p. 43

opposed, or the never. But it is impossible that the never should be opposed to it; for, in short, time has an existence. Hence, time is perpetual. But heaven [or the universe] is consubsistent with time, and time with heaven. For time is the measure of the motion of heaven, just as eternity is of the life of animal itself; * which thing itself spews that time is perpetual. For if this be not admitted, either eternity will be the paradigm of nothing, time not existing, though eternity exists, or neither will eternity itself possess the power of always remaining that which it is; † in consequence of the paradigm of either passing from non-existence into existence, or into non-existence from existence. The heaven therefore always ‡ is, in the same manner as time, proceeding into existence together with time, and being generated




p. 44

neither prior nor posterior to time; but, as Plato says, it was generated, and is, and will be, through the whole of time. *


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Footnotes
41:* Ουτε is here omitted in the original, but it is obviously necessary that it ought to be inserted; and this is confirmed by the version of Mahotius, who found ουτε, in this place in his MS.; for his version is "neque cœlum est, si non sit tempus," &c.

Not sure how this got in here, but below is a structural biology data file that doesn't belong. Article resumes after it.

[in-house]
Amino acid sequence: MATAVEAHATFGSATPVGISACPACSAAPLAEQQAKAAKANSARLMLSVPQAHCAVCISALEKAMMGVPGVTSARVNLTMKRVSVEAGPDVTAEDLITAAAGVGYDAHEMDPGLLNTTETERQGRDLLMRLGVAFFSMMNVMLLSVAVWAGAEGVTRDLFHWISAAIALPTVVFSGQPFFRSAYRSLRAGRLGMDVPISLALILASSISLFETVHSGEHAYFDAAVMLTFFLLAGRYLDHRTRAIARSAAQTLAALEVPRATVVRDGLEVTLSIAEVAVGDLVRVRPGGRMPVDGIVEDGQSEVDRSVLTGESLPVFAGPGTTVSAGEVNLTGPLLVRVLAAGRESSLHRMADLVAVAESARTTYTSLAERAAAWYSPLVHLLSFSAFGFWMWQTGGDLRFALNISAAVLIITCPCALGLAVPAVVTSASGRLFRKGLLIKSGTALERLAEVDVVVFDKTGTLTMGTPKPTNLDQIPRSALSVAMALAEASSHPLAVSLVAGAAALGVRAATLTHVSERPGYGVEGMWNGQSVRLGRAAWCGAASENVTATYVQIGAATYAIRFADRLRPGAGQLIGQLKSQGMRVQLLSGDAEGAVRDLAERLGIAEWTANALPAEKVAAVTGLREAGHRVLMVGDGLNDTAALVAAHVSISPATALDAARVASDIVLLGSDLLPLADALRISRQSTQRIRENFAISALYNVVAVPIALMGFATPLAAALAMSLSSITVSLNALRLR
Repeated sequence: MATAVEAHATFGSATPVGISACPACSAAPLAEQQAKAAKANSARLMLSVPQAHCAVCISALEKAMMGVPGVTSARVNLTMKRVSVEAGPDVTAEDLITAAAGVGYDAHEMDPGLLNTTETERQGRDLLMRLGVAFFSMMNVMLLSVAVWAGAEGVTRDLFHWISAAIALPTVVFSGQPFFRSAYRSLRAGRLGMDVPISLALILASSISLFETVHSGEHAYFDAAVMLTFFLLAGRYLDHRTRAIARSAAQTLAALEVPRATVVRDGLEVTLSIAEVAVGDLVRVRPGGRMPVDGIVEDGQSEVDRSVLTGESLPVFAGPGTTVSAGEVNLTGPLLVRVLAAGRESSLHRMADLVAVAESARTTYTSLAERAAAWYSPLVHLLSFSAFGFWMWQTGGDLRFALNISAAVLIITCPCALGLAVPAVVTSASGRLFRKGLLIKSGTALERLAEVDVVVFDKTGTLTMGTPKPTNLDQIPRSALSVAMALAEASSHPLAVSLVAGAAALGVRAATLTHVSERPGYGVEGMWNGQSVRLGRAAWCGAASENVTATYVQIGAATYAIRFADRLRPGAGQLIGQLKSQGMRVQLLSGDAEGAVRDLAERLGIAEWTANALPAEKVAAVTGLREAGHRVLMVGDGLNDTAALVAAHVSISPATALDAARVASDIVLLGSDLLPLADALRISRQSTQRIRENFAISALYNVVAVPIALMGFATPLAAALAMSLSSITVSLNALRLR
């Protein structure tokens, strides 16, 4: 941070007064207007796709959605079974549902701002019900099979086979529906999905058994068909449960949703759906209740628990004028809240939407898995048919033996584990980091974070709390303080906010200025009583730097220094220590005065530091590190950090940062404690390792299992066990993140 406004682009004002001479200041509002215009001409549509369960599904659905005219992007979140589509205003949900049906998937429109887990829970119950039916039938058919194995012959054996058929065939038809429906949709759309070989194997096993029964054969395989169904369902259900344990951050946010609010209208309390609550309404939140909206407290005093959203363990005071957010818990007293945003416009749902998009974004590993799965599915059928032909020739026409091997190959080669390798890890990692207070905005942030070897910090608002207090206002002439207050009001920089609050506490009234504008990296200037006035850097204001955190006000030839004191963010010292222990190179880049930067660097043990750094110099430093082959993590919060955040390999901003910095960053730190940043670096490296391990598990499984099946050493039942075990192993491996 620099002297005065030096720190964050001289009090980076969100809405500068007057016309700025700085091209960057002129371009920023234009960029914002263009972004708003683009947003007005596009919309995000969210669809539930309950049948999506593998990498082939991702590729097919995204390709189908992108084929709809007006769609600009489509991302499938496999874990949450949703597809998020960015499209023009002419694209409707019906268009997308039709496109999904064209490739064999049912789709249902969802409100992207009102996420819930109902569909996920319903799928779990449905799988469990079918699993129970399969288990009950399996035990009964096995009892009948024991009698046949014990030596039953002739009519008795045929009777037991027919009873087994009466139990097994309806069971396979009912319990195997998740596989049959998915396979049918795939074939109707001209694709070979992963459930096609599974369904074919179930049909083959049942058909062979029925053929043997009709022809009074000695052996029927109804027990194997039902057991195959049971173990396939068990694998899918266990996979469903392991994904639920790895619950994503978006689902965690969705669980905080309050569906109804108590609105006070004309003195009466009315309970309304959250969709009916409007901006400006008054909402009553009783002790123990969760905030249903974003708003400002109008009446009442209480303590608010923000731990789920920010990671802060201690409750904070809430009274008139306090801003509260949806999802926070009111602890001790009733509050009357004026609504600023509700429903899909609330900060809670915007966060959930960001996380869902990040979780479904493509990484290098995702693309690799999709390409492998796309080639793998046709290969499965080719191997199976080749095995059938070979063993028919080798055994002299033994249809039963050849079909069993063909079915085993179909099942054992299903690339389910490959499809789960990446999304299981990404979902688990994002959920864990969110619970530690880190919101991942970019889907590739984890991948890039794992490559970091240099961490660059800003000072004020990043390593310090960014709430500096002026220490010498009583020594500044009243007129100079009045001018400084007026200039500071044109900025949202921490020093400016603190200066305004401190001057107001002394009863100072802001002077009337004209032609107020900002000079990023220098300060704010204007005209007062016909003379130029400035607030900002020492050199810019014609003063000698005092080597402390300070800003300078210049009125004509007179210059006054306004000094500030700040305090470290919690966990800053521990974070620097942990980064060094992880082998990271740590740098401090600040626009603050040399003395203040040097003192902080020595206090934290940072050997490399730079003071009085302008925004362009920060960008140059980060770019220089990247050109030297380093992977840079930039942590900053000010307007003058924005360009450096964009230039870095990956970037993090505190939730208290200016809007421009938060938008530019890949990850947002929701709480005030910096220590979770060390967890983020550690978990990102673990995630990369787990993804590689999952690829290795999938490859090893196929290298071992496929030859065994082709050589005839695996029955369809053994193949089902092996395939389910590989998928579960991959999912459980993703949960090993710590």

41:† Ουρανος is here wanting in the original; or, at least, it is requisite to conceive it to be implied. Philoponus, however, not perceiving this, though it must be evident to every one who understands the reasoning of Proclus, has, as usual, made himself ridiculous in his attempt to confute this fifth argument.

42:* If the universe will be when time has no existence, it will then not exist at a certain time, because time is no more. But as will be pertains to time,—time, as Proclus says, will then be when there will be no time.

42:† Because if time once was not, or if time hereafter will not be, then in either case there will be a tirade when there is no time, which is absurd.

43:* Eternity hi the second monad, and animal itself, or the paradigm of the universe, is the third monad of the intelligible triad. See the Third Book of my Translation of Proclus on the Theology of Plato.